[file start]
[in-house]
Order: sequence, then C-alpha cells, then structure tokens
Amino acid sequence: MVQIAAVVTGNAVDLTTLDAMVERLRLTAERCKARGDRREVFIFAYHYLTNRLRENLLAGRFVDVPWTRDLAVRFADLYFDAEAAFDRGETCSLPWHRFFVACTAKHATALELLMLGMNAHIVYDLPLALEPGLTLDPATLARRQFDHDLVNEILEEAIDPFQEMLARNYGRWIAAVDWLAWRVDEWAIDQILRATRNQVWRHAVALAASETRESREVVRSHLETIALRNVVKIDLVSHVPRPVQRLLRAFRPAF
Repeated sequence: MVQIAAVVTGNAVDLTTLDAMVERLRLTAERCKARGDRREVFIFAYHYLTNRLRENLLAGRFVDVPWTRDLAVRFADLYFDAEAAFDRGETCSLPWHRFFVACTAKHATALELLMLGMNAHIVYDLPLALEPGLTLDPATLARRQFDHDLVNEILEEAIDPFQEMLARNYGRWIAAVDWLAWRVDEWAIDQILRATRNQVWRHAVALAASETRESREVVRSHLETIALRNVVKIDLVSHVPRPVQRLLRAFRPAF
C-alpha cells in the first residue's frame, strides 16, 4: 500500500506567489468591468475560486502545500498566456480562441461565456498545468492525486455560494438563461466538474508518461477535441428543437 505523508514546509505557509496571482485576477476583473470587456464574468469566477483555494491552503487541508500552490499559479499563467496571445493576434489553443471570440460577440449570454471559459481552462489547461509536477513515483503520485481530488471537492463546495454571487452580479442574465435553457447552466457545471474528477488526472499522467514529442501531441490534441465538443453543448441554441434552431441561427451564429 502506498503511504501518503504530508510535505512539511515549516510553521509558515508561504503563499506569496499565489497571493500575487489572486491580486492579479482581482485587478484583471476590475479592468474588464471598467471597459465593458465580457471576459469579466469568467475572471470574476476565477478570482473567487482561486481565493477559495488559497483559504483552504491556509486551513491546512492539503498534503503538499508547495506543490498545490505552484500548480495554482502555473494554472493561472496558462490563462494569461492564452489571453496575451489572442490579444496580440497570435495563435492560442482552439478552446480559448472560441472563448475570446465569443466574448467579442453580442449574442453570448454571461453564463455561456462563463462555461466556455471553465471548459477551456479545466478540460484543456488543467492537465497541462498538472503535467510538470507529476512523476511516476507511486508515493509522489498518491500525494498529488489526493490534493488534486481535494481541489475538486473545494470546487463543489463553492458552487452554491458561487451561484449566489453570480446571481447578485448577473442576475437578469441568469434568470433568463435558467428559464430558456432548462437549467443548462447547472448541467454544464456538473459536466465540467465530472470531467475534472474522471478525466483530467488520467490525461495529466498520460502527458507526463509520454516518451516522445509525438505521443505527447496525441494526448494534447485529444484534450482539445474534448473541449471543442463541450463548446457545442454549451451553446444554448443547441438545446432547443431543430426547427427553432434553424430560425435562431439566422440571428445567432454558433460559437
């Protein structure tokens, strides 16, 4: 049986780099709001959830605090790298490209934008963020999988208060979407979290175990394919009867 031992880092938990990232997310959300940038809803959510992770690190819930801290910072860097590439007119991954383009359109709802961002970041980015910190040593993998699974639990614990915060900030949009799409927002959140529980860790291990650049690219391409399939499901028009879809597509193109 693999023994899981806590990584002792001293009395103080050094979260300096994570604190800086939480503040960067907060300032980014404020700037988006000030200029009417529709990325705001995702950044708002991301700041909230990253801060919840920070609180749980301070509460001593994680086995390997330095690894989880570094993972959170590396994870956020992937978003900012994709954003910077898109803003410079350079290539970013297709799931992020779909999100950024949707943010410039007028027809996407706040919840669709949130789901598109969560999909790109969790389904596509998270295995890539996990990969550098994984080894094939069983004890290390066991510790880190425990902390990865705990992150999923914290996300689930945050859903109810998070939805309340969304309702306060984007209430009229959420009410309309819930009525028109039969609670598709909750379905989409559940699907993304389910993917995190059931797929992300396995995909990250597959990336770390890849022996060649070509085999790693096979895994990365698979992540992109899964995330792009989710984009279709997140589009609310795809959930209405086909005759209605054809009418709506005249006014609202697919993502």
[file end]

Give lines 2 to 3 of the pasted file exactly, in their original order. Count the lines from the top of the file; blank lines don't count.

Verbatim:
Order: sequence, then C-alpha cells, then structure tokens
Amino acid sequence: MVQIAAVVTGNAVDLTTLDAMVERLRLTAERCKARGDRREVFIFAYHYLTNRLRENLLAGRFVDVPWTRDLAVRFADLYFDAEAAFDRGETCSLPWHRFFVACTAKHATALELLMLGMNAHIVYDLPLALEPGLTLDPATLARRQFDHDLVNEILEEAIDPFQEMLARNYGRWIAAVDWLAWRVDEWAIDQILRATRNQVWRHAVALAASETRESREVVRSHLETIALRNVVKIDLVSHVPRPVQRLLRAFRPAF